The New Town Gardens, Princes Street Gardens 2708

Edinburgh, Scotland

Brief Description

Princes Street Gardens lie in the valley between the Old and New Town in Edinburgh, backed by the Castle Rock to the south. Created in the early- to mid-19th century they divide into two areas on either side of a museum and gallery complex, with Edinburgh's main station at one end. The gardens comprise terrace walks, sweeping lawns and borders. In the western part there is a bandstand, floral clock and fountain. Princes Street Gardens are the venue for many events in the city's festive and cultural calendar.

History

In 1820 a loch on the site was drained and a subscription pleasure garden was opened shortly afterwards in West Princes Street Gardens. In 1829 a terrace was set out along Princes Street as proposed by William Playfair. The Town Council adopted the gardens in 1876 and made several minor changes in both parts of the gardens.

Visitor Facilities

Princes Street Gardens are open all year round.
Features
  • Ornamental Fountain
  • Description: The Ross Fountain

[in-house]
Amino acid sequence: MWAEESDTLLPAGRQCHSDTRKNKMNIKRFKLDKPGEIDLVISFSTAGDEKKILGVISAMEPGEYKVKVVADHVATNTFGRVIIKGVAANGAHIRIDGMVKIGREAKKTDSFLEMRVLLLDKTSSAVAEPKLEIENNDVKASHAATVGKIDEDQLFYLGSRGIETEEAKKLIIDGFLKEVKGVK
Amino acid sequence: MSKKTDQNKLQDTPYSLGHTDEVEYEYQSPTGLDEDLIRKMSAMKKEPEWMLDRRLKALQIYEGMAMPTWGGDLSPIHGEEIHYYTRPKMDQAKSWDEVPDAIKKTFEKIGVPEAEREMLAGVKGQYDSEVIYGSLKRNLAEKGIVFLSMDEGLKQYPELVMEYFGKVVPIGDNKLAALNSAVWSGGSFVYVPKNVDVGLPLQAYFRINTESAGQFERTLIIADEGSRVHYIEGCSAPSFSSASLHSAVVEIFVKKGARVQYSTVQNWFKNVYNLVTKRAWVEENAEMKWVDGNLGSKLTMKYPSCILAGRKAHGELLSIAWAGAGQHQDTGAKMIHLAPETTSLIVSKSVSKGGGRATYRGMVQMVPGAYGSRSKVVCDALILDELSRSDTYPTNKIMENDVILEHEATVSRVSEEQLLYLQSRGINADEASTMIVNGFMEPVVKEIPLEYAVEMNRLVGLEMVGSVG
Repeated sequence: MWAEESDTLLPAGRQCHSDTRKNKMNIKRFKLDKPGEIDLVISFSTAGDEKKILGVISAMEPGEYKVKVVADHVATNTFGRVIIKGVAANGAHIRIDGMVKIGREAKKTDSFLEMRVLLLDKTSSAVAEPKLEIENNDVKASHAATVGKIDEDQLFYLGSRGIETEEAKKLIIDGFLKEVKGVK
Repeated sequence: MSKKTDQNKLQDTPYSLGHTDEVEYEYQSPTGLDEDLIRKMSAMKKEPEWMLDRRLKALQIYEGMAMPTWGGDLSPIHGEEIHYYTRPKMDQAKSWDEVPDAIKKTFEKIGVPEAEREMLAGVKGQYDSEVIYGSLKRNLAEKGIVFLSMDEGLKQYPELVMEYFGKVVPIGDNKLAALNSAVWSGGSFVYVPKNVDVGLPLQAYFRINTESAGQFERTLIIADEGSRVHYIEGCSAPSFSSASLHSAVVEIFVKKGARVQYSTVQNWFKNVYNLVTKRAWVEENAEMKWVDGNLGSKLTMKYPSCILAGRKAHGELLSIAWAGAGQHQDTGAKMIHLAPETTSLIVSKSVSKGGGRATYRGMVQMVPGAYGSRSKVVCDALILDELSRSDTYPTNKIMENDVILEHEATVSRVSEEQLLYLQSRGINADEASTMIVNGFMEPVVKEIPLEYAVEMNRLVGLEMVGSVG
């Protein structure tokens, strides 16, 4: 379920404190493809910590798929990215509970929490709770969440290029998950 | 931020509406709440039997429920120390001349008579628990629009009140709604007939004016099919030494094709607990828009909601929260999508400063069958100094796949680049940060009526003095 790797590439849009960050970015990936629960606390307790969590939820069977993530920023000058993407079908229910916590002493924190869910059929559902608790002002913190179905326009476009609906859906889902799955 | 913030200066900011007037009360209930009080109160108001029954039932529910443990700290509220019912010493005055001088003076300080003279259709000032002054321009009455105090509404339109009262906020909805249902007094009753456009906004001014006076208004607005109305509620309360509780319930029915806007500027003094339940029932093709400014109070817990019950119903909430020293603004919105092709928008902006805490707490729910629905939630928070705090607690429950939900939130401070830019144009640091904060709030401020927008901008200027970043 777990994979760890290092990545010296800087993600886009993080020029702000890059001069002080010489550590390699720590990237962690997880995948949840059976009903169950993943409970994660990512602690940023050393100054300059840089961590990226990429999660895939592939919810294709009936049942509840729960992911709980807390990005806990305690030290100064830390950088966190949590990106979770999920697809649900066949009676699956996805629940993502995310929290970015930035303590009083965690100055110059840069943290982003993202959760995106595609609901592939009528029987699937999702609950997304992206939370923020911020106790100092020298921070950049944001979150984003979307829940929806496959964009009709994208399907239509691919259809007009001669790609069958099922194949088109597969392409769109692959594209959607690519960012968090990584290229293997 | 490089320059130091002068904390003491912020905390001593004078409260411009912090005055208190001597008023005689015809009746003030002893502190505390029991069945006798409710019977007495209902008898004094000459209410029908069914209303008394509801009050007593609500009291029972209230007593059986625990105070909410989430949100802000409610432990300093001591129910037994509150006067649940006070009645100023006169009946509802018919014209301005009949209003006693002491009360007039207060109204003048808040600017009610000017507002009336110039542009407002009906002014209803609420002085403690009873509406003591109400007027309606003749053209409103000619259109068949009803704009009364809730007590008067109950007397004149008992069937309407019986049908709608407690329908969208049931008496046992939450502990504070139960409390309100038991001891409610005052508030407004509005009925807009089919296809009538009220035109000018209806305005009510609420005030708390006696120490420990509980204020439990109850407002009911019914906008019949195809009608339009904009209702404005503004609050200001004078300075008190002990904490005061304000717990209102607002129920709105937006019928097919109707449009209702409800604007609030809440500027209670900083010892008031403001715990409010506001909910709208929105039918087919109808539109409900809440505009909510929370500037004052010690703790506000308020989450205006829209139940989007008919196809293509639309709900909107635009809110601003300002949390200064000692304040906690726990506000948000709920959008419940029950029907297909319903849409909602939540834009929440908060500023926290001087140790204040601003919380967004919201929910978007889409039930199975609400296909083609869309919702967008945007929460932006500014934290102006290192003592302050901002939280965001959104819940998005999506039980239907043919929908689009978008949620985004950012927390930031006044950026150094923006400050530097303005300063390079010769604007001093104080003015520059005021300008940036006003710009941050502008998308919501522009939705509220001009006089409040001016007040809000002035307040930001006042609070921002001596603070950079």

• Floral Clock
  • Description: The famous floral clock was initiated in 1903 by John McHattie, the then Park Superintendent.
  • Earliest Date:
Bandstand
Access & Directions

Access Contact Details

Princes Street Gardens are open all year round.

Directions

Princes Street Gardens can be accessed by foot from Waverley Station in under 10 minutes.
History

Detailed History

The valley below the Castle was once dammed to form the Nor' Loch. In 1820 the loch was drained and a subscription pleasure garden was opened shortly afterwards in West Princes Street Gardens. In 1826 a Town Council committee was set up for East Princes Street Gardens, advised by William Playfair. It commissioned Wiliam Sawrey Gilpin to prepare a plan for a pleasure ground. This was not followed, but in 1829 a terrace was set out along Princes Street as proposed by Playfair. The Scott Monument was built between 1836 and 1846, and Waverley Station and the Edinburgh to Glasgow railway between 1844 and 1847. The Ross Fountain by A. Durenne of Paris was added to the western gardens in 1862. The Town Council adopted the gardens in 1876 and made several minor changes in both parts of the gardens including a bandstand by Peddie and Kinnear in 1880. The famous floral clock was initiated in 1903 by John McHattie, the then Park Superintendent.
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References

References